DON'T JUDGE THIS this book by its cheerful, tropical yellow cover and funny title; In Cuba I Was a German Shepherd is freighted with sorrow. The heaviness is that of the exiled, in this case Cubans forced to leave their homeland and settle in Miami—those who are fortunate (or perhaps unfortunate) enough to make it. They feel the weight of their displacement as keenly as Dante did, and the American experience is likewise that of various circles of hell. Characters drift from story to story in these interrelated short tales of woe, confronting madness, ghosts, and a chasm of communication between the old life and the new that seemingly can never be bridged. Ana Men鮤ez employs some extraordinary writing to convey the depth of this gap—particularly as it slowly ruins relationships—and her descriptions occasionally sing: "I have a portrait of my father. . . . He is three years old. . . . His hair is slick and thick and he's parted it himself on the right. Behind him, to his left and propped against a coconut tree, is a baseball bat. It's shiny and smooth like a new idea." But the prose is also sometimes overblown and perhaps not quite strong enough to keep the reader engaged through such unrelenting despair. Touches of humor, as in the title, which is taken from a joke a man sadly tells while playing dominos, are quickly lost in the morass of quiet and not-so-quiet desperation, in the profound aloneness of the uprooted. "We've been in this country for almost forty years," a party guest finally says by way of an empty explanation to a confused old woman; the implication is that every day has been marked, every hour suffered as eternal outsiders. Each page of this book bears the same mark of suffering.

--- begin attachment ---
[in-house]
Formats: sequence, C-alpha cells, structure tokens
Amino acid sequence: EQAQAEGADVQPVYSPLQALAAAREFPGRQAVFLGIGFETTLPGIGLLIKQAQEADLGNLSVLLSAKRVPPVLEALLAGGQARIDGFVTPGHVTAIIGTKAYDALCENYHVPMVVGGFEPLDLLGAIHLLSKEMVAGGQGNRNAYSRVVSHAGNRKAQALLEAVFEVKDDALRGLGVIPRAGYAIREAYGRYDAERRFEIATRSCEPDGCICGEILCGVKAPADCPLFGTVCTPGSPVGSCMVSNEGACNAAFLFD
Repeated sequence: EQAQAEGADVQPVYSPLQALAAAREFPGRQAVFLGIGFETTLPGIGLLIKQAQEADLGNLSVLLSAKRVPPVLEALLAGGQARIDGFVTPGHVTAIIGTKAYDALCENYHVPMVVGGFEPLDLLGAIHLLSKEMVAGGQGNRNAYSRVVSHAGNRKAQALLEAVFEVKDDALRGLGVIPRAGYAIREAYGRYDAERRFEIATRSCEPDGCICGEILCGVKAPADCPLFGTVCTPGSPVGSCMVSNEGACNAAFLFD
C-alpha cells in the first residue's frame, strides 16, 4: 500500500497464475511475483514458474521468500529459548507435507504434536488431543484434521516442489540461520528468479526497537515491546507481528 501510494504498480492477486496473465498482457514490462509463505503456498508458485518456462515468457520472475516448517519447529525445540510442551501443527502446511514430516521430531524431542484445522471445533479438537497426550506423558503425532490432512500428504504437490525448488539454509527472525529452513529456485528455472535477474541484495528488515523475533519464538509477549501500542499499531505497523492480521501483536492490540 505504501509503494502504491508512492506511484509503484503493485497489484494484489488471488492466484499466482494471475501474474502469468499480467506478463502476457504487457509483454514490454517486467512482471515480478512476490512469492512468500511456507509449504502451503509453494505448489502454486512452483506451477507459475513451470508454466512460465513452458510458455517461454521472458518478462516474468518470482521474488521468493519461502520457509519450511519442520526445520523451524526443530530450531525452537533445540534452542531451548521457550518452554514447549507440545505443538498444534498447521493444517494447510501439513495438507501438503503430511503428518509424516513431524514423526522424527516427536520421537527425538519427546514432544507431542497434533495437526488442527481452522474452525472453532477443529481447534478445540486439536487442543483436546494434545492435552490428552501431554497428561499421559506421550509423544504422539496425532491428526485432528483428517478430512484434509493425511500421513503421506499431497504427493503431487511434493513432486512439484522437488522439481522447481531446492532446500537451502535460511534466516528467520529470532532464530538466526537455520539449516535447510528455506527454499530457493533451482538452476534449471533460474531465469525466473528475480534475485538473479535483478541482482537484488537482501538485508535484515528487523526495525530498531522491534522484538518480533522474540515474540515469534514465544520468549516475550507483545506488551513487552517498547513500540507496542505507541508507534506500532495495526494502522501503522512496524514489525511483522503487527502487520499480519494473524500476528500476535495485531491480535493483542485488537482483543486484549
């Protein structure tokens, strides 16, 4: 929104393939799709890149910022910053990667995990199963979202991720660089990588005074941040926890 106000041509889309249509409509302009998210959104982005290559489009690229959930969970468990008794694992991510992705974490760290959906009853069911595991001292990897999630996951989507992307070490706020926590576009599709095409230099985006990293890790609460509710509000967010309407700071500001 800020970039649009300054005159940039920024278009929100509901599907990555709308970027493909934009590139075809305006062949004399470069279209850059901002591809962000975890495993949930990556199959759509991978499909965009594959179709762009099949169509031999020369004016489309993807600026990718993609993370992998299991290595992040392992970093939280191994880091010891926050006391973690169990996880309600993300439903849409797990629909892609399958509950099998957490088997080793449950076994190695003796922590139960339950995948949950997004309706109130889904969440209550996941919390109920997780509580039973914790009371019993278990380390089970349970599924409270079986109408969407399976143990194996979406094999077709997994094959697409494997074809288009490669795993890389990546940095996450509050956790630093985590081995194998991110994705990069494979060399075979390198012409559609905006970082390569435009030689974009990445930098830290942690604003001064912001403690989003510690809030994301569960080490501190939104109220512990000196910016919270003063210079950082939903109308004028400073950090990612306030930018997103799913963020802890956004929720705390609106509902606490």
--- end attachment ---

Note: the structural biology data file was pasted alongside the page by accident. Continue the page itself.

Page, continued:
Bethany Jean Clement
Ana Men鮤ez reads from her novel at Elliott Bay Book Co., 101 S. Main, 624-6600, 7:30 p.m. Fri., June 15.